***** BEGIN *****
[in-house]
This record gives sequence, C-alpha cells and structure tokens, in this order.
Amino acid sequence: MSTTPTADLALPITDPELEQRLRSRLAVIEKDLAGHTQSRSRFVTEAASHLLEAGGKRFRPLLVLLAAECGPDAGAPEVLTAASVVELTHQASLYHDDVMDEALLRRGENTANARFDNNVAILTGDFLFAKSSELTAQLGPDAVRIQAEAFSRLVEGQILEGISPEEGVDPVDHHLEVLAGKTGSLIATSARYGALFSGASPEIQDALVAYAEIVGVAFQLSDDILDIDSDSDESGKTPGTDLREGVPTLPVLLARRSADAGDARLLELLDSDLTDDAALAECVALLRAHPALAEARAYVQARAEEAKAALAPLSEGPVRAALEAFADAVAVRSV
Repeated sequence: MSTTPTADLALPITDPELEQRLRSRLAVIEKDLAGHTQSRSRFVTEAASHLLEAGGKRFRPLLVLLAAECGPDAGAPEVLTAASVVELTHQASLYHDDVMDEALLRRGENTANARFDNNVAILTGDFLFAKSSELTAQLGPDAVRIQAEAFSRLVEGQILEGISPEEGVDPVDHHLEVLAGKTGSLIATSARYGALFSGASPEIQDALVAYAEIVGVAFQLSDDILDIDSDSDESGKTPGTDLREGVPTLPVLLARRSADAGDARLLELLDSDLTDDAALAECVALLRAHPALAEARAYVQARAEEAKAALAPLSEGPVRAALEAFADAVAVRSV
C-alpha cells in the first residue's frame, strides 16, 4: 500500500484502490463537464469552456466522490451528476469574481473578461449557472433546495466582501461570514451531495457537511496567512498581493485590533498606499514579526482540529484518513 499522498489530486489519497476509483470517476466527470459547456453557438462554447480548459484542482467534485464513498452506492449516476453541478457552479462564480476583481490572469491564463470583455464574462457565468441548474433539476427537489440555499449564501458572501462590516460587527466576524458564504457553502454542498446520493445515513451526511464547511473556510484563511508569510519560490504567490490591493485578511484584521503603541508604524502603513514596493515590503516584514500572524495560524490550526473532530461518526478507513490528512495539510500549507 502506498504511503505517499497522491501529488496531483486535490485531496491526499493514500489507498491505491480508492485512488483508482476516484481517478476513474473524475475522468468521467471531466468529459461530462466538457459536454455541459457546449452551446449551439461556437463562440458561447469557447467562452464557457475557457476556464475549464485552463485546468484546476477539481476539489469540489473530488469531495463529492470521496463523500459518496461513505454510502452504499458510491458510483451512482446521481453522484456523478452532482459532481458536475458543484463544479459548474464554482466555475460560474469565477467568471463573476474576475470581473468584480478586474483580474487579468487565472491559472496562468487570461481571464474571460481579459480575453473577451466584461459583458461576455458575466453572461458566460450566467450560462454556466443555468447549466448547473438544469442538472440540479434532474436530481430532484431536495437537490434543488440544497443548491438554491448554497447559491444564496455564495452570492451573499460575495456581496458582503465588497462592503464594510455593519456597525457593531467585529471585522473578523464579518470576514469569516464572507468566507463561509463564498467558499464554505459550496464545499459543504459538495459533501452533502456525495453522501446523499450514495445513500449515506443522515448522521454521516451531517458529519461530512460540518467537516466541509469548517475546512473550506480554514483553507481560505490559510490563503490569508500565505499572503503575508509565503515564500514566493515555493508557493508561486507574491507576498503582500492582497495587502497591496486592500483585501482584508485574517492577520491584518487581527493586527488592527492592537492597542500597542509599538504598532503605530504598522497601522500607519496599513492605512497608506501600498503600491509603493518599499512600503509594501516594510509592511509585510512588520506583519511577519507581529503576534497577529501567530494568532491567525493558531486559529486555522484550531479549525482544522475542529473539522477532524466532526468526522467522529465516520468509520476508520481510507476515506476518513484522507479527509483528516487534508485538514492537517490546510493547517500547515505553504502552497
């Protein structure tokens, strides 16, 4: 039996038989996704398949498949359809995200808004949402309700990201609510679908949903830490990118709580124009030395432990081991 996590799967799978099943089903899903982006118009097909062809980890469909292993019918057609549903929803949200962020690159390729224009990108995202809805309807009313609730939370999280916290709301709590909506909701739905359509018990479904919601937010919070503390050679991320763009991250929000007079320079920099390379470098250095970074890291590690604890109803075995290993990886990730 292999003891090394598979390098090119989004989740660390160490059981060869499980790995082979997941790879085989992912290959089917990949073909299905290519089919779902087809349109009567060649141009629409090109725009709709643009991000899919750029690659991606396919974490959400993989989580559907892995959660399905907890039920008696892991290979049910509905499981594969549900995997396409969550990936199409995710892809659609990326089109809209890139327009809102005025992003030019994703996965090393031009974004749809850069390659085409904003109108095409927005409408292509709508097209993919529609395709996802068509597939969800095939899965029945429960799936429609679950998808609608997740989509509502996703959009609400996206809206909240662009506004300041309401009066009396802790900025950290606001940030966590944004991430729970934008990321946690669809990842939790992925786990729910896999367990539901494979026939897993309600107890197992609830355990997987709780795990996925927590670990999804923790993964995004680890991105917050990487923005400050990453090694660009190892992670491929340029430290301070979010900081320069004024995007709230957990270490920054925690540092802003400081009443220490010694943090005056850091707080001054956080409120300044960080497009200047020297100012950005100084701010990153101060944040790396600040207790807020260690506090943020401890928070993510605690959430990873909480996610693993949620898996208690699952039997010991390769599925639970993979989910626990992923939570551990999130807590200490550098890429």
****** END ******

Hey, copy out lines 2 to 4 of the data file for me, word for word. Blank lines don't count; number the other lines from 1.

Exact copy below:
This record gives sequence, C-alpha cells and structure tokens, in this order.
Amino acid sequence: MSTTPTADLALPITDPELEQRLRSRLAVIEKDLAGHTQSRSRFVTEAASHLLEAGGKRFRPLLVLLAAECGPDAGAPEVLTAASVVELTHQASLYHDDVMDEALLRRGENTANARFDNNVAILTGDFLFAKSSELTAQLGPDAVRIQAEAFSRLVEGQILEGISPEEGVDPVDHHLEVLAGKTGSLIATSARYGALFSGASPEIQDALVAYAEIVGVAFQLSDDILDIDSDSDESGKTPGTDLREGVPTLPVLLARRSADAGDARLLELLDSDLTDDAALAECVALLRAHPALAEARAYVQARAEEAKAALAPLSEGPVRAALEAFADAVAVRSV
Repeated sequence: MSTTPTADLALPITDPELEQRLRSRLAVIEKDLAGHTQSRSRFVTEAASHLLEAGGKRFRPLLVLLAAECGPDAGAPEVLTAASVVELTHQASLYHDDVMDEALLRRGENTANARFDNNVAILTGDFLFAKSSELTAQLGPDAVRIQAEAFSRLVEGQILEGISPEEGVDPVDHHLEVLAGKTGSLIATSARYGALFSGASPEIQDALVAYAEIVGVAFQLSDDILDIDSDSDESGKTPGTDLREGVPTLPVLLARRSADAGDARLLELLDSDLTDDAALAECVALLRAHPALAEARAYVQARAEEAKAALAPLSEGPVRAALEAFADAVAVRSV